Wired 96.5 is an urban hip hop/r&b/pop station out of Philadelphia. I have (had) this station preset on my radio because I like a lot of contemporary music, and I buck the trend that people my age take by continuing to live in the past musically.
Like most stations, they put a lot of crazy stuff on their Facebook page to keep their listeners involved. Most of the time the Facebook discussions are about stuff like Chris Brown, local junk going on in Philly, you know, radio station stuff.
Well, today they decided to put up a pic on their Facebook page from a website called EpicFail.com. Here’s the pic in question:
I’m not interested in discussing the Epic Fail website. It’s what I expect from them. It’s NOT what I expected from Wired 96.5.
Along with the pic was a caption from this radio station that said “EPIC FAIL! – BIG GIRLS NEED LOVE TOO!”
I found this insulting and demeaning to all people of size. As always there was a flurry of about 20-30 comments of fat hate, from “Ewwwww” to, “How does she fit into pants from Victoria Secret?”. As many of you know, I have always fought the fight, regardless of who did it with me (or didn’t, as the fat community at times has difficulties getting everyone on the same page, even if it’s to fight fat bigotry and hatred. See my blog called “Going It Alone”.
So, it didn’t take me long to respond with a comment on their Facebook page. My first comment was directed at the fact that here’s a fat girl who has a guy with his arms around her, so it doesn’t appear that she needs love, since it looks like she’s already getting some. Then I ripped into the station for allowing such fat hate to appear on their Facebook page, noting that it’s likely that half of their audience would be considered obese.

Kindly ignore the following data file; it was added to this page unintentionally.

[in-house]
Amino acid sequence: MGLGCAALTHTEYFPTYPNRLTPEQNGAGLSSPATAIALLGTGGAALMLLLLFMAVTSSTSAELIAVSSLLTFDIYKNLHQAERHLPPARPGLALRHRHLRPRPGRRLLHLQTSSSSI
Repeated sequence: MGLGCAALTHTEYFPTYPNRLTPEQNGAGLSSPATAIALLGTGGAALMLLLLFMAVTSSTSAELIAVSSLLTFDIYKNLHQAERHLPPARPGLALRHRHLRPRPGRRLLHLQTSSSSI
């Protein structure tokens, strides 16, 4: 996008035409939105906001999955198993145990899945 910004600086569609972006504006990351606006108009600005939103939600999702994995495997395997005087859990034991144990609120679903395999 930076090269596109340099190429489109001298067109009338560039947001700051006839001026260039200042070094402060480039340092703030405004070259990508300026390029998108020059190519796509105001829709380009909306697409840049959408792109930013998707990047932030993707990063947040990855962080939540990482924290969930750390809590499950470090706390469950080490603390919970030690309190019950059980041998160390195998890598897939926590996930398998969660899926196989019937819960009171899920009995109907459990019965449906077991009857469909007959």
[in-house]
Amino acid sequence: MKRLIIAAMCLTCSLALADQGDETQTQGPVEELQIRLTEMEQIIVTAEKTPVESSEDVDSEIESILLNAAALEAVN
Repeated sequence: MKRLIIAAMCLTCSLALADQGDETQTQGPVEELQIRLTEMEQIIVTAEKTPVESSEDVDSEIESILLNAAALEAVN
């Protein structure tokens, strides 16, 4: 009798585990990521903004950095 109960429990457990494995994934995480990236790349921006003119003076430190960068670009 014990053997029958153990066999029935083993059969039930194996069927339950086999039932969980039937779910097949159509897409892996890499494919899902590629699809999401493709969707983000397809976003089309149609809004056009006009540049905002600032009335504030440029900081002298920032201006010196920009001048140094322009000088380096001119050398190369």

Several months ago, I joined a group on Facebook called Rolls Not Trolls. It’s an interesting group that posts fat positive messages on forums that have fat negative articles, and corrects misconceptions that are written in places, in an effort to set the record straight. They post in flurries, and in numbers.
So, of course I mentioned to my friends in the group that this Facebook page had a little negative something going on.
Like soldiers armed for battle, they went right in, and began to post, taking the station to task for being so insensitive, and making a horrible business decision. Suddenly the tone of the posts on their Facebook page began to change, as people from outside of our group must have felt empowered to speak out, and rip into 96.5 for their fat hate. While some of the comments were directed at the haters, the bulk of the comments were to the station, since many felt that the fat hate would never have been manifested had the radio station not posted the picture.
Well, wonder of wonders, the picture and comments were removed from the Facebook page.
Several members of my group, while reveling in victory even sent messages to the station manager, thanking them for taking the pic down. I’m not as forgiving. See, there are FCC rules that radio stations must comply with (I worked in radio for some time with my pro wrestling radio/internet show, and was made aware of the FCC rules). One of the regulations involves hate speech, and this particular posting on their Facebook page can translate to a form of hate speech. And while that area is still being litigated and run up against the First Amendment, they could be taken to task for it.
More important, this station has advertisers. Fat people have money too, you know, and they spend it wisely. So, when advertisers are told their products and services are going to be boycotted because of a radio station’s actions, how do you think they’ll react?
I’m really proud of the Rolls Not Trolls group on Facebook. We reacted quickly, and effectively, and the pic was removed. I want to go one step further, though.
I’d like those of you who are reading this blog to contact the station manager, and let her know that the station was out of line by posting this picture on Facebook, and that you intend to boycott the station and their advertisers until they issue an apology for what they did. Send your e-mails to Natalie Conner (Station Manager) at email@example.com
I intend to call the station tomorrow and speak with her, and will do my best to update you all this weekend as to what was discussed. Better yet, it would be smart business for her to contact me, as I’ve already sent her a copy of this blog. A little food for thought, so to speak.
The days of fat people (and those who love them) just rolling over when fat hatred and ridicule takes place is over. As a group, Rolls not Trolls is small in numbers, but we’re large in voice.